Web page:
“To everything – turn, turn, turn, there is a season turn, turn, turn…” So sang The Byrds, in their 1965 version of Pete Seeger’s song. Which brings us to the turning of the season, when summer struggles to hold on before gracefully bowing down to the colours of Autumn’s majestic cloak.
Words can tickle the tongue, sound ‘funny’, stir the emotions, paint mental pictures, or break hearts. In that sense, like autumn, words are sensory. I am of the opinion that mixing sensory activities and words should be allowed to cross over from the Foundation stages and upwards as far as one dare to take them, because this can engage our sensory and kinaesthetic channels. The beginning of autumn heralds the start of a new school year. As well as new shoes, clothes and classrooms, for some, there is the trepidation of having to write. So I would like to offer some thoughts and ideas for supporting writing based on my favourite season.
Onomatopoeia and Haiku or Acrostic Poetry:
If possible and permissible, bring in leaves, twigs and other natural autumn items or materials that make similar sounds. Handling the materials, feeling the textures and listening to the sounds is a kinaesthetic and sensory way to kick-start vocabulary generation. Project images or video of autumn scenes and sounds to create an atmosphere to stimulate the imagination.
As pupils come up with words and phrases, each group, or as a whole class can create a word swap pool and a word bank using sticky notes or cut out leaves. Pupils can barter words, agree to share a word and contribute words to the word bank. Words in the bank could be ‘borrowed’ by anyone.
Give time to explore the sounds of words; which ones do pupils like best, which ones rhyme, sound ‘funny’, or are hard to spell? For older pupils, they could assign a points value to words with certain syllables, spelling difficulty or even how they sound. Have pupils work in pairs to make up lines and rhymes orally to hear the sound of the individual words and the combination of rhyme, rhythm and metre in the lines they invent.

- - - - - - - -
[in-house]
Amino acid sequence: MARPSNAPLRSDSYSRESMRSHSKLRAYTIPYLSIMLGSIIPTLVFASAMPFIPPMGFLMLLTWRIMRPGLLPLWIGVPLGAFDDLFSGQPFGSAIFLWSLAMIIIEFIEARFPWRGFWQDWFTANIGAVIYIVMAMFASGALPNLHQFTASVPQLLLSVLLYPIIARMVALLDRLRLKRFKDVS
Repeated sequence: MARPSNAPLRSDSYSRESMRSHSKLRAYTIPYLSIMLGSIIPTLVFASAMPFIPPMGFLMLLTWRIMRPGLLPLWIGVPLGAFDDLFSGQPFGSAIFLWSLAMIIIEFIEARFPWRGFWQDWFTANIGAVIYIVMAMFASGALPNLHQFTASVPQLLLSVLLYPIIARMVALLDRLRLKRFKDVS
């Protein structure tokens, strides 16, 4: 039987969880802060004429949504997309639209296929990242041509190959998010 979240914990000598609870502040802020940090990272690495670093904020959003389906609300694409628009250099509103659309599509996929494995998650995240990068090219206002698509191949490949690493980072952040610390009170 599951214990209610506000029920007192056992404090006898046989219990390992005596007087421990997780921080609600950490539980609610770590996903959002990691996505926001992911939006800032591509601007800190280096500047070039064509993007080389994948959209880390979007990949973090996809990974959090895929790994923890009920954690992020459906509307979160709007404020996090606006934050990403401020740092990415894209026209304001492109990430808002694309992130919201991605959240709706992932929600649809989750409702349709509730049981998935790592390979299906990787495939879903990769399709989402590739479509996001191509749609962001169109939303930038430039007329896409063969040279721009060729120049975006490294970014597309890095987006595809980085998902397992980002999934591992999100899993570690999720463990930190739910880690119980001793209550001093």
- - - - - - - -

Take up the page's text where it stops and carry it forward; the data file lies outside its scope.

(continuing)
Poetry is a form that is designed to be read aloud. Speaking out loud externalizes the mental writing process called subvocalisation, This is our mind’s inner voice ‘speaking’ as we construct sentences before writing them. External vocalisation engages the pupil’s auditory processing, helping to check how the sentence sounds, and whether it conveys the meaning we intend. It also helps to prime our planning process with a workable starting point.
At the writing stage:
Pupils could use pens to write certain words in autumn colours. For differentiation allow pupils to choose a syllable pattern for the lines from 1-3-1 up to 7-9-7 for Haiku, or a shorter or longer word for an Acrostic poem.
Scrunch snap crunch
Leaves twigs and conkers
There are alternative ways to record our writing using dictation and apps. One App for iPad that has been out for about seven years is called TypeDrawing. Short sentences are typed in the text box, then you use your finger to draw around the shape of an image, as in this picture.
These ways of recording are sensory too, and because they take away the demand of putting pen to paper, pupils may be more open to respond positively.
Poetry forms like these can help writers of any age gain self-esteem and confidence because there is no ‘wrong’ result as long as the poetry form is adhered to.
This can help ease the inner fear and frustration of ‘failure’ the many struggling and unconfident writers, can face, because they know what they write will be scrutinized, judged and commented on. This places all of us who write in a position of vulnerability.
Young writers want to satisfy their audience (the teacher) among others so we need to be aware of our own biases we bring to another’s writing as we seek to provide constructive and encouraging feedback to our young writers.
Our young writers need celebrating for their word-filled creations!
Alastair Fielden is connect’s Education Consultant with over 20 years experience in SEND Education and assistive technologies.